NRDC: Bright Ideas
Noah Horowitz is the brains behind NRDC's efforts to cut energy use in buildings. His areas of expertise include residential lighting and appliances, consumer electronics, information technology gear, and energy-saving "cool" roofs. For more about his research on efficient TVs and video games, see his Switchboard blog.
How does lighting efficiency fit into our overall challenge to reduce energy use?
Better lighting is just one part of a broader push to improve how buildings use energy. A typical building lasts 150 years, so any technology we build into them is likely to stay in place for decades. It's better to build them right, the first time, than to fix them later. This means putting in more efficient lighting, superior insulation to keep things cool in the summer and warm in the winter, and good windows that let in light but that don't leak energy. NRDC supports these goals by trying to upgrade codes and by promoting efficiency incentives at local, state, and national levels.
Federal standards to improve lighting efficiency are due to come into effect in less than two years. How do the rules work?
NRDC was the chief architect of the lighting standards included in the Energy Independence Act of 2007. The rules phase out inefficient lightbulbs in a technology-neutral way. In other words, the rules don't specifically ban incandescents. Nor do they specify LEDs or CFLs as replacements. The rules simply set efficiency targets that come on line in two steps, first in 2012 then again in 2020.
Beginning in 2012, common household bulbs must use 30 percent less power. That means today's incandescents (which convert only 10 percent of the electricity they consume into light -- the rest is given off as heat) don't pass the new code. Today's incandescent 60-watt bulb puts out about 900 lumens of light, or about 15 lumens of light per watt of electricity. The 2012 standards calls for bulbs of around 20 lumens per watt or better. By 2020, the rules call for a further improvement in efficiency, to about 45 lumens per watt, about three times more efficient than today's bulbs. That's about the efficiency of a CFL today.
If CFLs can do the job, why do we need the L Prize, which focuses on LEDs?
The L Prize jump starts research and development of LED technology to bring down the price and spread the technology faster than it might otherwise on its own. The 2007 energy act puts money aside to help with R&D and set-up the prize. For the industry, the prize is valuable for the prestige it brings. And it should help consumers, too. The prize is a seal of approval from the government on LED technology.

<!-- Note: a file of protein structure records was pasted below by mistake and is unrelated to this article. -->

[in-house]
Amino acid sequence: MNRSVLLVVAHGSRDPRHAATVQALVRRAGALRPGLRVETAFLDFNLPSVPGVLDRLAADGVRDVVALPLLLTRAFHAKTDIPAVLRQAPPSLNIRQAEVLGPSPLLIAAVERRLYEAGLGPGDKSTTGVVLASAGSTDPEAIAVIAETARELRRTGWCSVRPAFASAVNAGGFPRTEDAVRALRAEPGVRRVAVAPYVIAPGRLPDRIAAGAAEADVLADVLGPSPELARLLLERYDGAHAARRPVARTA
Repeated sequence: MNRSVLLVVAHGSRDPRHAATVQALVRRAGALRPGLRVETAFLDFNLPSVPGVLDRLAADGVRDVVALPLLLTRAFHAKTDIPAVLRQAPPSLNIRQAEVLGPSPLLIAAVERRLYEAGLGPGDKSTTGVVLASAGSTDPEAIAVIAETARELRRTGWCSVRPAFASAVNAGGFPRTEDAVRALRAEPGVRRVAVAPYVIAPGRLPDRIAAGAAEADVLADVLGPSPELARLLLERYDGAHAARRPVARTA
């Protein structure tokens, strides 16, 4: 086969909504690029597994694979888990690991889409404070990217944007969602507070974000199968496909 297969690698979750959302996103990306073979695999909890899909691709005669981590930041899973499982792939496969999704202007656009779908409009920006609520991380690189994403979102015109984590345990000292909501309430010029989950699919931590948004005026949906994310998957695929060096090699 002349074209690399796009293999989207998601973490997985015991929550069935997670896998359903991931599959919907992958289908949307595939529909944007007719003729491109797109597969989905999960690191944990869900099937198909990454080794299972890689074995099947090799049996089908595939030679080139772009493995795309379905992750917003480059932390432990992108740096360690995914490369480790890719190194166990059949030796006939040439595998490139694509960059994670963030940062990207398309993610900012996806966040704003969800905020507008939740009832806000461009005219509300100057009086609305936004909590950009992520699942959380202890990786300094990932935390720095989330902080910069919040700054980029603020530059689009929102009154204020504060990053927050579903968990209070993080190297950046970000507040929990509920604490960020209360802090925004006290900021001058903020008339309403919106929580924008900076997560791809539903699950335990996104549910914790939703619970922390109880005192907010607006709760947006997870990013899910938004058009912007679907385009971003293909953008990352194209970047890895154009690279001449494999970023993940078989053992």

Are today's LED bulbs ready to work as substitutes for incandescents?
Not quite yet. For now, screw-in LEDs aren't a great application because of the way they give off heat. Where incandescent bulbs radiate heat from the glass, LEDs radiate heat from their bases, where it's more difficult to remove the heat. This can impair their efficiency.
Another problem that LED makers are working with is that because of the way LEDs make light -- in narrow beams -- current LEDs are best suited as directional light sources. For omni-directional coverage, when you need to light a whole room, current LEDs might not be best. But in some uses, they're a good fit, such as for recessed ceiling lights.
LED makers see that there are over four billion screw-based sockets in the U.S., all of which will need a new kind of bulb sometime after 2012 when most incandescents go away. So they're working to fix these problems.
How will general household lighting evolve after 2012, then?
LEDs aren't a silver bullet. For example, the bulb Philips submitted for the L Prize uses about 9 watts to produce the light of today's 60-watt incandescent. Philips LED is just a bit more efficient than today's CFLs, though. And for now, new LEDs are costly: maybe $15 per bulb, versus a few dollars for a CFL. That price will come down, and their efficiency will improve gradually.
So come 2012, LEDs won't suddenly replace all incandescents. There will be a period when there's a mix of new technologies -- CFLs, LEDs and others -- each coming in to take the place of old-fashioned bulbs. There's also next-generation halogen -- some manufacturers call it the "new incandescent" -- that will also compete against the CFL.
It may take LEDs longer to become mainstream, perhaps further into this decade. After 2012, where we used to use a 100-watt bulb to light a room, it will be replaced by a 70 watt that's perhaps a next-generation halogen. Then you will have a 23-watt bulb CFL with better quality than one of today's. And after that maybe will come LEDs at around 15 watts, with even better quality light.
With lighting on the right track, what other household devices could benefit from improved efficiency?
Just about anything that connects to your TV could be vastly improved. Most cable and set-top boxes are left on day and night, regardless of use. They consume lots of power and have very little intelligence to power down. Consider a digital video recorder such as TiVO, a common feature in many cable boxes. They typically draw 30 watts when turned on, and 29 watts when turned off, just one watt less.
Video games are similar. They're left on all the time, too. Gamers leave them on because they worry they'll lose their place in the game. And 40 percent of homes have them. On average, it can cost about $100 per year to leave them on. That means that in just a few years, the cost of energy they use is more than the price of the game system itself.
We need those things to sleep when we're sleeping. If you have a DVR and a couple of other boxes in your home, all together they can use as much energy as your fridge. We're working with the industry to get better standards in place. If these devices went into low-power mode when not in use, we could cut their overall electricity consumption by up to 75 percent. It's criminal how much energy they use.